Moreover, US citizens need not be concerned that their passport number may be misused. No State Department records or a citizen’s government records can be accessed using a passport number.

Yet a passport number is information about you that criminals could use to attempt to pass for you.

1. Get a Replacement Passport

You might be given a replacement passport if you can prove that it was used for fraud or identity theft. Therefore, if only the passport number was stolen, hold off on replacing the document.

Unlike passport theft, identity theft is not initiated just by the passport number. So it’s possible that you won’t receive a free replacement passport. That implies that the cost of the new documents will be your concern.

2. Update Your Passport

One thing you can do is obtain a new passport. But, that will cost you money. Nonetheless, new passports have new identification numbers. So, your current one will no longer work.

If the document was going to expire and you intended to update it, you don’t need to wait if you can show that it was compromised. 

3. Beware of Fraudulent Emails

In the wake of a data breach, scammers frequently send phony “breach notification” emails to thousands of recipients. Your computer may become compromised by malicious links and documents, allowing hackers access to your system. 

More information, including names, passwords, credit card numbers, and other details, may also be requested by the fraudster. 

Don’t open any of the documents or links in those emails.

How To Keep Your Passport and Passport Number Safe While Traveling?

Since prevention is the key, you can keep your passport safe. And with that in mind, here are some suggestions to make sure your passport is safe:

1. Multiple Copies

You must make several copies of your passport and keep them all in separate luggage before you leave on your trip, just in case. Keep the Z category towards the bottom of your baggage to ensure its safety. Additionally, confirm that you’ve left one copy at home.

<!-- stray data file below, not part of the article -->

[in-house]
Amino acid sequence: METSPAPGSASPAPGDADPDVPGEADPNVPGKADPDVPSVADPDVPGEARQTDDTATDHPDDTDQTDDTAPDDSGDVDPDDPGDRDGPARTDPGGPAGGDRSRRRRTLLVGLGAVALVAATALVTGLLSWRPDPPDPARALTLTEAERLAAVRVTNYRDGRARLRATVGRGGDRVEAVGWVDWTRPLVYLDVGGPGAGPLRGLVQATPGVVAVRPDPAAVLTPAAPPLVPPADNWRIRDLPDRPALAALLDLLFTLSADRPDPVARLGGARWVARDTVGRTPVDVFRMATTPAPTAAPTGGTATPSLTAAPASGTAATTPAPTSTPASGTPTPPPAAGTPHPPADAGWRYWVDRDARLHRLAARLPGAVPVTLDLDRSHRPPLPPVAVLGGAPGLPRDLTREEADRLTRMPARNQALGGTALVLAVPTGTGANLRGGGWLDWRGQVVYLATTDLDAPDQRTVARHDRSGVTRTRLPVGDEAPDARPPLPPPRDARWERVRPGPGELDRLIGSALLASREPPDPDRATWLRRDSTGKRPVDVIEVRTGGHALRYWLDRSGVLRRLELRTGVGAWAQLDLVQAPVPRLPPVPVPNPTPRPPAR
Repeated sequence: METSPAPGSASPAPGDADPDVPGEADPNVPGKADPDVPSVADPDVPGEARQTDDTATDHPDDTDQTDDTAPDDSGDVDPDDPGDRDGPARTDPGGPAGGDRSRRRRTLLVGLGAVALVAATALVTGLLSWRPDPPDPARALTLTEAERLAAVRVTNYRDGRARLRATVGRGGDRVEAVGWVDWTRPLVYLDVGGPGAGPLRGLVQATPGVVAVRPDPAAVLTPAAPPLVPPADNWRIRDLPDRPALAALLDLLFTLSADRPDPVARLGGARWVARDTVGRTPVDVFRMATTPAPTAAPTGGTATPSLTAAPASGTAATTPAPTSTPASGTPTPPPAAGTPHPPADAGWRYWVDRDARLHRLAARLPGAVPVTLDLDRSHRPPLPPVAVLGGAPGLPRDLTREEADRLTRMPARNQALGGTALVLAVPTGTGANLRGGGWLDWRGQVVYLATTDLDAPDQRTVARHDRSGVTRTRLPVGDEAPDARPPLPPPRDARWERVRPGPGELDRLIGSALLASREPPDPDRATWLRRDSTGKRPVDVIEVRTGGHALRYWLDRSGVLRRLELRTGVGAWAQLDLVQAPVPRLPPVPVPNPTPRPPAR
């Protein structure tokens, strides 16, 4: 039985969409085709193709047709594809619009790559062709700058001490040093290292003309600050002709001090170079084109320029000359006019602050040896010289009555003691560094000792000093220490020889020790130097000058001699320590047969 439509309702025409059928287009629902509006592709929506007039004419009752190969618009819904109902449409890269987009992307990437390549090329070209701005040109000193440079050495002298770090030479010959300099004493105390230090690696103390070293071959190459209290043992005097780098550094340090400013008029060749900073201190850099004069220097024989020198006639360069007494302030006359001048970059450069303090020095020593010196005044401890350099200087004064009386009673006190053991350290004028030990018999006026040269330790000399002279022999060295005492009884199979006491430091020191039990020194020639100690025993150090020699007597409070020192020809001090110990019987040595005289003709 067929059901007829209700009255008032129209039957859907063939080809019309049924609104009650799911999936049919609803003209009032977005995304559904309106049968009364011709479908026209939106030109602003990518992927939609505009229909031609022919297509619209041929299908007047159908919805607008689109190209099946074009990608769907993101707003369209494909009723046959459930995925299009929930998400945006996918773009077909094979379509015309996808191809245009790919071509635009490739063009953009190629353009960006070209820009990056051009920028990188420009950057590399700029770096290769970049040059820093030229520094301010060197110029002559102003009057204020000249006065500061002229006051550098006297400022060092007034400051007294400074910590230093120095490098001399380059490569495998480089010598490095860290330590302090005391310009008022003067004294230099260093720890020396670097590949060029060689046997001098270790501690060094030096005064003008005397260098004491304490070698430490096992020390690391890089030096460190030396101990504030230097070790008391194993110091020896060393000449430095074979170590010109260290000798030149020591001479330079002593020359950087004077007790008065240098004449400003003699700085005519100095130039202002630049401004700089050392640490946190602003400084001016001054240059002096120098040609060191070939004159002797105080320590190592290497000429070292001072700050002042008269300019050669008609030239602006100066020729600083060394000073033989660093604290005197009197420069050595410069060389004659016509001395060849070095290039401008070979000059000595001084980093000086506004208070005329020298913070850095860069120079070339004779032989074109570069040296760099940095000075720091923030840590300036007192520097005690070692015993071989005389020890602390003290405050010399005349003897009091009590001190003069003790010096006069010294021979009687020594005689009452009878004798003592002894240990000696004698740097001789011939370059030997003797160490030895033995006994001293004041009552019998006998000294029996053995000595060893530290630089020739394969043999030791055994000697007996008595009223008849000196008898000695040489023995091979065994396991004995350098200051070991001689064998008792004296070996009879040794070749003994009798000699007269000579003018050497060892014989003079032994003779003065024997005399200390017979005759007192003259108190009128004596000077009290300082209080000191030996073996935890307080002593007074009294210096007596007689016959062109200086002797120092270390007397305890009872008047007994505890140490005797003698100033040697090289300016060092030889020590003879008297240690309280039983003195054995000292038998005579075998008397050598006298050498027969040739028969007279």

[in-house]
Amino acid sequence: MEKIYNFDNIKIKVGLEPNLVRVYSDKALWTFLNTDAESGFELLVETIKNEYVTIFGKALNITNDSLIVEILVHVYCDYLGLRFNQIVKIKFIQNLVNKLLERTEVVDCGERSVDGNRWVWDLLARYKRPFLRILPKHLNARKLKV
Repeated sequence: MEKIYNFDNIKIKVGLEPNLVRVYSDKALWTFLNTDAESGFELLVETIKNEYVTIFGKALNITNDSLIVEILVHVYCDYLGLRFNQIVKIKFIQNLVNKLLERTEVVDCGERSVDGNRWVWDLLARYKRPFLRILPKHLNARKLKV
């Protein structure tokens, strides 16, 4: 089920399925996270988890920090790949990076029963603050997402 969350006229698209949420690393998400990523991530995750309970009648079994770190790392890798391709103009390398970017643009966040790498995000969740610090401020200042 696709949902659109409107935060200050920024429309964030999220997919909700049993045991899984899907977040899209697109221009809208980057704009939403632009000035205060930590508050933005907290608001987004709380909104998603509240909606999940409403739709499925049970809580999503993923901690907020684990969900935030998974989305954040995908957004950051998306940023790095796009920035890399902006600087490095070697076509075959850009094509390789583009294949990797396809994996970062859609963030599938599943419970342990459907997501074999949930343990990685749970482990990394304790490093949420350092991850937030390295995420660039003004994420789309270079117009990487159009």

2. Leave It At The Place You’re Staying At

Once you arrive at your location, you must leave your passport at your hotel or wherever you stay and carry a duplicate of it in your possession. Hotels typically offer a lockable locker with a security code. Use it to keep your passport safe.

3. Passport Cover

Passport Cover

Credit: Photo by WanderLabs on Unsplash 

A good waterproof passport cover is a must-have if you have wanderlust, especially if you have a beach or other wet place on your bucket list. Water damage can, of course, render the information-based pages unreadable and need the replacement of your passport.

4. Be Aware Of Your Rights

You will obviously need your passport to get through airport security. However, you need to be aware of the locations where you will need to present both your original passport and a copy. Most of the time, if you have an international driver’s license, your license or a copy of your passport will be sufficient.

What To Do If You Lose Your Passport?

Here are step-by-step instructions for you to follow in the case of a lost or stolen passport.

1. Report The Loss Or Theft To U.S. Authorities

Reporting a stolen passport to the local police can be a good idea. But it’s also crucial to notify the American authorities of your lost or stolen passport.

You must report your lost passport. It can both aid in preventing identity theft and prevent someone from using it to conduct a crime.